As his star rose, Dunning made important friends. In 1776 he was appointed Recorder of Bristol, and in 1768 following a change of government, Solicitor-General; this necessitated a seat in Parliament and so Dunning was parachuted (as we might now say) into Calne, Wiltshire. This was a seat in the pocket of Lord Orford, who also controlled Ashburton. It is unlikely to be a coincidence that Dunning had already published a much-lauded defence ot the East India Company, whose business was so important to the Ashburton Wool trade.
In Parliament Dunning largely supported what might now be considered progressive causes. He was noted for attacking the misuse of sinecures and pensions to obtain government support. When his own government succeeded in expelling Wilkes from the Commons, our Solicitor-General was tactfully absent. But eventually his position in the government became untenable and he resigned the post in 1770. He then became a major critic of the government policy of repression in the American colonies (where he became something of a hero). It was Dunning who proposed the then notorious Commons motion of 1780 that The power of the Crown has increased, is increasing and should be diminished, which was to lead to the fall of Lord North's Tory government and the final victory of the American colonists. It is worth noting that he supported efforts to relieve Roman Catholics from the penalties that still subjugated them.
So it would seem surprising that in a case that became a landmark for the anti-slavery movement he accepted the brief to represent the Slave-owners.
James Somersett was an African sold into slavery in Virginia whose owner Charles Stewart brought him to England in 1769. He left his master in 1771, so Stewart had him kidnapped and put on a ship for Jamaica; but before it could sail his friends had him produced before the courts. The judge was once again Lord Mansfield, but this time Dunning’s eloquence could not prevail and Mansfield ordered that Somersett should be freed, The case is often taken to mean that slavery could not exist in England from that time, although Mansfield’s judgement was actually on rather more technical grounds.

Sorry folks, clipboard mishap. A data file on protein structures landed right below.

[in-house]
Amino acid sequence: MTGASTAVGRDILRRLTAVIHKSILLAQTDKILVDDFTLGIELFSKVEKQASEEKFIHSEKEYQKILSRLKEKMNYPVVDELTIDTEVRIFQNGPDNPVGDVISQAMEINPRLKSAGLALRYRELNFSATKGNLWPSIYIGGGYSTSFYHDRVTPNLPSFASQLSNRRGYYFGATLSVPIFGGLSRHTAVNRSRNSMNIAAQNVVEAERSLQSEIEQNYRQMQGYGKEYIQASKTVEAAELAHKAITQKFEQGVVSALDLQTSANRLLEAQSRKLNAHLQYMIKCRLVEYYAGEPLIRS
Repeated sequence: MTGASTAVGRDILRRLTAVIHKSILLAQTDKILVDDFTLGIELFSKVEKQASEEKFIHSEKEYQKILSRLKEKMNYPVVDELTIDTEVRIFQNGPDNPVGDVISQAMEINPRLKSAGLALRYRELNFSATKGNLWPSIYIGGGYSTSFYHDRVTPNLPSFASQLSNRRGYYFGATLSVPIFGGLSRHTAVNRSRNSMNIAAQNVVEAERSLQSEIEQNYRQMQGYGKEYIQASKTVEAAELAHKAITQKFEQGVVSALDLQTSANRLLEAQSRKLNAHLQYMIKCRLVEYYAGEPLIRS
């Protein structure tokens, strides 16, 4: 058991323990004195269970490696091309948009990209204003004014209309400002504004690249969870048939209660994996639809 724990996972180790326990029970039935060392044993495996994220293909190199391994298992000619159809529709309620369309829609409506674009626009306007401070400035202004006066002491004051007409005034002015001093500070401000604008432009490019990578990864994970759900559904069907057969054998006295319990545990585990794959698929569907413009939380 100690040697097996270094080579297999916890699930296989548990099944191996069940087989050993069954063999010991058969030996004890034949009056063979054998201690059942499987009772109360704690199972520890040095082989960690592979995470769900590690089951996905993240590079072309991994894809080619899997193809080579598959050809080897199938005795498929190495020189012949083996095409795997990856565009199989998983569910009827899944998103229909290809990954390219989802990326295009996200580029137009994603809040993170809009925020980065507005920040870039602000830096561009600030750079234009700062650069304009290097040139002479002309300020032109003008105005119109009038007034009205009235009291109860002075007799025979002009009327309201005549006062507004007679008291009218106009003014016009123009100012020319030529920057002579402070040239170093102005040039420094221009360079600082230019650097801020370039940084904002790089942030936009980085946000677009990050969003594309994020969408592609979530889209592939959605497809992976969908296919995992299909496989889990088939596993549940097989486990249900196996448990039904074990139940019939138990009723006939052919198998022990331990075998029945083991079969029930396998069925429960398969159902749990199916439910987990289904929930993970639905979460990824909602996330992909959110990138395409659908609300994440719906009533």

In truth, Dunning was the epitome of his time and, in his determinedly Whiggish viewpoint, of the rising middle class. The liberties that he had in mind when supporting Wilkes or the American colonies, or even the East India Company, were the liberties of the property-owning classes against a high-handed government. Sadly we have to report that in 1782 and despite his earlier antagonisms, he accepted a peerage from the government (becoming the Baron Ashburton of Ashburton) as well as a very large government pension. He had married the banker's daughter Elizabeth Baring in 1780, and largely with her money, bought and transformed the Spitchwick estate. But he did not live long to enjoy his successes, for he died at Exmouth in 1783, aged only 51. Sabine Baring-Gould, an indirect descendant and so probably recycling family tales, sardonically commented that on the marriage Lady Ashburton could look for a happy release from a very disagreeable husband in a very short time. The stern portrait in our Council chamber does suggest some truth in this verdict. The first Lord Ashburton is buried in Ashburton church, behind the organ.
John Wilkes (by Hogarth)